Understand that learning is an ongoing process; it’s not a one-off exercise you do at your annual retreat. I believe so strongly in this that one of our firm’s three core values is “commitment to continuous learning.” As I explained in my earlier article The Power of the Red Chair, think long and hard about which questions they would ask. What expectations would they have?

Don’t take advantage of your clients’ trust. They trust you because they assume you’re staying on top of tax reform, estate planning, entity structure, depreciation, IT, operations, logistics or anything else that could impact their financial decisions.

Ask yourself: “What do I want to be good at 12 months from now that I’m not good at now?” Then ask if your best clients will pay you for that expertise. If so, you have to commit X hours per week to learning that skill. Think of it as an investment in your future—not as lost billable hours. You have to start thinking about exponential returns on your time—not linear returns. As Abe Lincoln famously said: “Give me six hours to chop down a tree and I will spend the first four sharpening the axe.” Some CPAs find it helpful to have an “accountability partner” with whom they can have a 10-minute check-in call every week to make sure they’re staying on track. Find a colleague you respect and hold each other to the fire.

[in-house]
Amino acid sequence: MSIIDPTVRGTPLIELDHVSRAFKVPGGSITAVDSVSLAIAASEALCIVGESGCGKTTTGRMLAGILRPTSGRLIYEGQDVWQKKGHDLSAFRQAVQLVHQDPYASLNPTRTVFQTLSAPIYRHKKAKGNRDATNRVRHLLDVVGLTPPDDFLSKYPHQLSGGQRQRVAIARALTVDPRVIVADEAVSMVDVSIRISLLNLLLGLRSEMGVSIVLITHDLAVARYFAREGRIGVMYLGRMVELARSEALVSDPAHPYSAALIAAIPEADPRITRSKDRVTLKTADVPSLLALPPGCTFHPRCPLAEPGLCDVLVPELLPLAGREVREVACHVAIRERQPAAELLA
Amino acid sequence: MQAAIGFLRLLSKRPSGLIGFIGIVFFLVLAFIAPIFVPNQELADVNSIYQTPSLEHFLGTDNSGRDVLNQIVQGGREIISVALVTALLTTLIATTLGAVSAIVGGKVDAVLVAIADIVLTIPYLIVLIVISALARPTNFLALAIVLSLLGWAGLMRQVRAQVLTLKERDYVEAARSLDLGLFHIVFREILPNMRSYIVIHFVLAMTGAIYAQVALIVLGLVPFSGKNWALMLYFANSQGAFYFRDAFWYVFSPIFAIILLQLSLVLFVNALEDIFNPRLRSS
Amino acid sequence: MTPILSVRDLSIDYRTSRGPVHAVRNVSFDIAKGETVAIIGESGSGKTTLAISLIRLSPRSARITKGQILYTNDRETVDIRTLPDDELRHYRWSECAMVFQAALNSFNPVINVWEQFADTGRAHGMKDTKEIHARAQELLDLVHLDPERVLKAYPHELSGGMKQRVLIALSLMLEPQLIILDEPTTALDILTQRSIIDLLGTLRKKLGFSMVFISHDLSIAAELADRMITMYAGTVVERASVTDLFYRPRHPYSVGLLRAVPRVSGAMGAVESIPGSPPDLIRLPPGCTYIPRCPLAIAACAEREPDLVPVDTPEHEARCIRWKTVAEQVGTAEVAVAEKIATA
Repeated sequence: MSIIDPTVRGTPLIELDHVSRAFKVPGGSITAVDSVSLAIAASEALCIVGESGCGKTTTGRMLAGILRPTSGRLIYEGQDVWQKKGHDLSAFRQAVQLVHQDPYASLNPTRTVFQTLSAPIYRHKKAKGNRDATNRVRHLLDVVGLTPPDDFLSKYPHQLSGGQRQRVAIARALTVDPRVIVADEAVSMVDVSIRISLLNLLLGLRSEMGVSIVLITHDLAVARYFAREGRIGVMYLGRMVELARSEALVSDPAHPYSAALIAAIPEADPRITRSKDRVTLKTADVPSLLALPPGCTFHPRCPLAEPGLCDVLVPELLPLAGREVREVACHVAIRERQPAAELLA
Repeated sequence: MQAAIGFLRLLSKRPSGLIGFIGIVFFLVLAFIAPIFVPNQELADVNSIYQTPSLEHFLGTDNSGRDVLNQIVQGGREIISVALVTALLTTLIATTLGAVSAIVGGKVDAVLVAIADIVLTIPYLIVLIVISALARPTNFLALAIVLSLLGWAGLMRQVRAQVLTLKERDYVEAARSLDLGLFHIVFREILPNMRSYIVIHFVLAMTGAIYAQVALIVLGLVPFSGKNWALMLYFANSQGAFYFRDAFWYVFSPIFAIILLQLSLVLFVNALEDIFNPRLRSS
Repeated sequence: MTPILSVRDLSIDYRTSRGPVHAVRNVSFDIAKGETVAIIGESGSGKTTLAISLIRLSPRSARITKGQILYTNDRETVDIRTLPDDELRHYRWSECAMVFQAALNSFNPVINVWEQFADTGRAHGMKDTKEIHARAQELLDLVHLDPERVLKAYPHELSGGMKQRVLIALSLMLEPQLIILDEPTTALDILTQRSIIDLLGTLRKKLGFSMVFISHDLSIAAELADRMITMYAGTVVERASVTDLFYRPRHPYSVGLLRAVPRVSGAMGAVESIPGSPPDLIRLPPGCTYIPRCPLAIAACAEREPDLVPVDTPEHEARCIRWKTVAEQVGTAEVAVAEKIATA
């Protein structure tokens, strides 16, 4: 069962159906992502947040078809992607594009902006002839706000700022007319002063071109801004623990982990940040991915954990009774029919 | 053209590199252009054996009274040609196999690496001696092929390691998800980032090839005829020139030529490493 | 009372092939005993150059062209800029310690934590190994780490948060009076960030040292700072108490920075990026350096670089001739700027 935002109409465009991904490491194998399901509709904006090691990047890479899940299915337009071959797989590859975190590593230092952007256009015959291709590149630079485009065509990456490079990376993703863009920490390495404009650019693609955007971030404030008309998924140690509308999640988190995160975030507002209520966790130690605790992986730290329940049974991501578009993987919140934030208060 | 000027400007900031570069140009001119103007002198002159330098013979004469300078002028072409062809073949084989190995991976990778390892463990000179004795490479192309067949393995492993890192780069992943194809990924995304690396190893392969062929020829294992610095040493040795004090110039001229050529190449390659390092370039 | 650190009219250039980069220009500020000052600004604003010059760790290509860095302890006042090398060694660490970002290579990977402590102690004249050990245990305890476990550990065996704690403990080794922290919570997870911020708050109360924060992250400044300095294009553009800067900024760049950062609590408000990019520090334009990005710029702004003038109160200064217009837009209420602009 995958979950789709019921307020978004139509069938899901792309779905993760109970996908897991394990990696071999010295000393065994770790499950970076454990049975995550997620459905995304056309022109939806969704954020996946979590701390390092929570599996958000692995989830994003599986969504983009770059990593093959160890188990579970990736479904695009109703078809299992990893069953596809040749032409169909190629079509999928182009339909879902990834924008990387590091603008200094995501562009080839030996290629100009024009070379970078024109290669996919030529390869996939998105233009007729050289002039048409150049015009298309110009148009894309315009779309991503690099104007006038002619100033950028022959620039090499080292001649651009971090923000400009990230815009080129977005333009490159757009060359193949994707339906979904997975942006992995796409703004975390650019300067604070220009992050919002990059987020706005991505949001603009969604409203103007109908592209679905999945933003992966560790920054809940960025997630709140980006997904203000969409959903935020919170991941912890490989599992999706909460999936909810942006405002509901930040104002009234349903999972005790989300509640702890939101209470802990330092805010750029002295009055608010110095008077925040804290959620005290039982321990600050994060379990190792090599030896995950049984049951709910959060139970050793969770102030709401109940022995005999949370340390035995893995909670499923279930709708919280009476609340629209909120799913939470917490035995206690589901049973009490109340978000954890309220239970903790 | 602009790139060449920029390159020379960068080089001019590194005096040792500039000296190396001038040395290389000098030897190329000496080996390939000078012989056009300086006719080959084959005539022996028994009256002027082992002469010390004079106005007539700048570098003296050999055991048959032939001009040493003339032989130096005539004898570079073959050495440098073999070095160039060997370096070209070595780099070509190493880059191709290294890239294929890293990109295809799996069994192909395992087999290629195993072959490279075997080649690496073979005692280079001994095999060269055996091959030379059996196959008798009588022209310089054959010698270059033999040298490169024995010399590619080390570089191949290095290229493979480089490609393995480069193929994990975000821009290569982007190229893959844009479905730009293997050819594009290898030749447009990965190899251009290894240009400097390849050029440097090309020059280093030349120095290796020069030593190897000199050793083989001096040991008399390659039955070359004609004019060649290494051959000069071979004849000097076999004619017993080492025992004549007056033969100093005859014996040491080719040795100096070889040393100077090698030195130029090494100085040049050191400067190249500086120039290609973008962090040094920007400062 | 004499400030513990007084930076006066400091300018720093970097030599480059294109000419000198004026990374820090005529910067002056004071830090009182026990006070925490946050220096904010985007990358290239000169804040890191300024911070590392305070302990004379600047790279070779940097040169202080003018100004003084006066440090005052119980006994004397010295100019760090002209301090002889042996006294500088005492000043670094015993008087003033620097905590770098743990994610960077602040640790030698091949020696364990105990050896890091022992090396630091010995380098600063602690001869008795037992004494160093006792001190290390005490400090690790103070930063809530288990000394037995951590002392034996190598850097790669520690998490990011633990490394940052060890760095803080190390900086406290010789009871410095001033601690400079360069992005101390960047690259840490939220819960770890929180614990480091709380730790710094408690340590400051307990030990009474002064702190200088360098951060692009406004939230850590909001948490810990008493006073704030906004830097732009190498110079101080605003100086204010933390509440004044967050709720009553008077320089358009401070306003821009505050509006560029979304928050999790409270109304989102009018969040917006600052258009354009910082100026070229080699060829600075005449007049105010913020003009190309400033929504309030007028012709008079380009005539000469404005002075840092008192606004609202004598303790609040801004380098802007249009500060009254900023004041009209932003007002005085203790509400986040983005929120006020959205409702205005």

The Pareto Principle for CPAs

Remember earlier when I said 80 percent of your revenue probably comes from 20 percent of your clients? I’ll bet 80 percent of your results come from 20 percent of your effort. That means you’re spending the other 80 percent of your time on relatively unproductive activities.

Be relentless about providing more value for your best client and taking really good care of them. What combination of expertise—i.e., multiplying force—can put that together to uniquely serve them better than anyone else? You may not have it all today, but with the right game plan in place, you’ll get there before you know it.

Being the “expert” in your client’s financial life and understanding all the moving parts is where you add tremendous value as a trusted advisor. Change is tough, but you can’t have true growth without being uncomfortable from time to time. Multiplying force is a great concept for breaking through that single lane mindset.

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Client relations Client strategies Client retention Tax practice Trump tax plan